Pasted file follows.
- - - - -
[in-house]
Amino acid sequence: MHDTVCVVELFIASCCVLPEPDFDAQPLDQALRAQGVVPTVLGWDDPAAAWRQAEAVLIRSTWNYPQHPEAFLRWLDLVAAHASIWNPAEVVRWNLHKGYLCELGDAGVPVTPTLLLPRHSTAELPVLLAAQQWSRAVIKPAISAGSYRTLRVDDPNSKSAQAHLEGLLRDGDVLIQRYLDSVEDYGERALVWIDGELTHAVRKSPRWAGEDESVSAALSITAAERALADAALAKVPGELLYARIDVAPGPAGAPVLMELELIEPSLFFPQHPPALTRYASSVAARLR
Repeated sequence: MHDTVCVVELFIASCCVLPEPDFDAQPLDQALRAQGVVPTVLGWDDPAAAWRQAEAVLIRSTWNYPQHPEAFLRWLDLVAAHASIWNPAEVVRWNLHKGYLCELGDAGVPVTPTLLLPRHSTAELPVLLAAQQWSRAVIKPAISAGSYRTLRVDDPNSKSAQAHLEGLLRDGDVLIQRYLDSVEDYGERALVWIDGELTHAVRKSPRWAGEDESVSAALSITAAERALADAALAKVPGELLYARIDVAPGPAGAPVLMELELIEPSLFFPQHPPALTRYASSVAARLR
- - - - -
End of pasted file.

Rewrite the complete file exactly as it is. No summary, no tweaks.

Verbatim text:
[in-house]
Amino acid sequence: MHDTVCVVELFIASCCVLPEPDFDAQPLDQALRAQGVVPTVLGWDDPAAAWRQAEAVLIRSTWNYPQHPEAFLRWLDLVAAHASIWNPAEVVRWNLHKGYLCELGDAGVPVTPTLLLPRHSTAELPVLLAAQQWSRAVIKPAISAGSYRTLRVDDPNSKSAQAHLEGLLRDGDVLIQRYLDSVEDYGERALVWIDGELTHAVRKSPRWAGEDESVSAALSITAAERALADAALAKVPGELLYARIDVAPGPAGAPVLMELELIEPSLFFPQHPPALTRYASSVAARLR
Repeated sequence: MHDTVCVVELFIASCCVLPEPDFDAQPLDQALRAQGVVPTVLGWDDPAAAWRQAEAVLIRSTWNYPQHPEAFLRWLDLVAAHASIWNPAEVVRWNLHKGYLCELGDAGVPVTPTLLLPRHSTAELPVLLAAQQWSRAVIKPAISAGSYRTLRVDDPNSKSAQAHLEGLLRDGDVLIQRYLDSVEDYGERALVWIDGELTHAVRKSPRWAGEDESVSAALSITAAERALADAALAKVPGELLYARIDVAPGPAGAPVLMELELIEPSLFFPQHPPALTRYASSVAARLR